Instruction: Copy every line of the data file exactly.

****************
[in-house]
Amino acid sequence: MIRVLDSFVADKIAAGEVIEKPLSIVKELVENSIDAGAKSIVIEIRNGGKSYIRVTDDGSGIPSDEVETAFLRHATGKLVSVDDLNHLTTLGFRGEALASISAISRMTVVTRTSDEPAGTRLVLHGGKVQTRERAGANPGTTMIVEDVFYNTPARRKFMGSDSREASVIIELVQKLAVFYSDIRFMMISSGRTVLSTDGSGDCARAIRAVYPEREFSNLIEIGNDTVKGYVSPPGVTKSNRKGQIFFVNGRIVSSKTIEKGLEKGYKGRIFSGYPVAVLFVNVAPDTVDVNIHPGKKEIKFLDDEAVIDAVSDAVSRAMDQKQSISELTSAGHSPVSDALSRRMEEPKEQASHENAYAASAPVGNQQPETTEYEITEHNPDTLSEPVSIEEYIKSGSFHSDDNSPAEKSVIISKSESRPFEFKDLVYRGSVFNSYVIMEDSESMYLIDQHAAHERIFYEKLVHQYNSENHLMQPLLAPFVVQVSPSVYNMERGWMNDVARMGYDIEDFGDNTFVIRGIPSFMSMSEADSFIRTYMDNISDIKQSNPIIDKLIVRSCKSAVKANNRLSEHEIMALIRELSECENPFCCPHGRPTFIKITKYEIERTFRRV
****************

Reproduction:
[in-house]
Amino acid sequence: MIRVLDSFVADKIAAGEVIEKPLSIVKELVENSIDAGAKSIVIEIRNGGKSYIRVTDDGSGIPSDEVETAFLRHATGKLVSVDDLNHLTTLGFRGEALASISAISRMTVVTRTSDEPAGTRLVLHGGKVQTRERAGANPGTTMIVEDVFYNTPARRKFMGSDSREASVIIELVQKLAVFYSDIRFMMISSGRTVLSTDGSGDCARAIRAVYPEREFSNLIEIGNDTVKGYVSPPGVTKSNRKGQIFFVNGRIVSSKTIEKGLEKGYKGRIFSGYPVAVLFVNVAPDTVDVNIHPGKKEIKFLDDEAVIDAVSDAVSRAMDQKQSISELTSAGHSPVSDALSRRMEEPKEQASHENAYAASAPVGNQQPETTEYEITEHNPDTLSEPVSIEEYIKSGSFHSDDNSPAEKSVIISKSESRPFEFKDLVYRGSVFNSYVIMEDSESMYLIDQHAAHERIFYEKLVHQYNSENHLMQPLLAPFVVQVSPSVYNMERGWMNDVARMGYDIEDFGDNTFVIRGIPSFMSMSEADSFIRTYMDNISDIKQSNPIIDKLIVRSCKSAVKANNRLSEHEIMALIRELSECENPFCCPHGRPTFIKITKYEIERTFRRV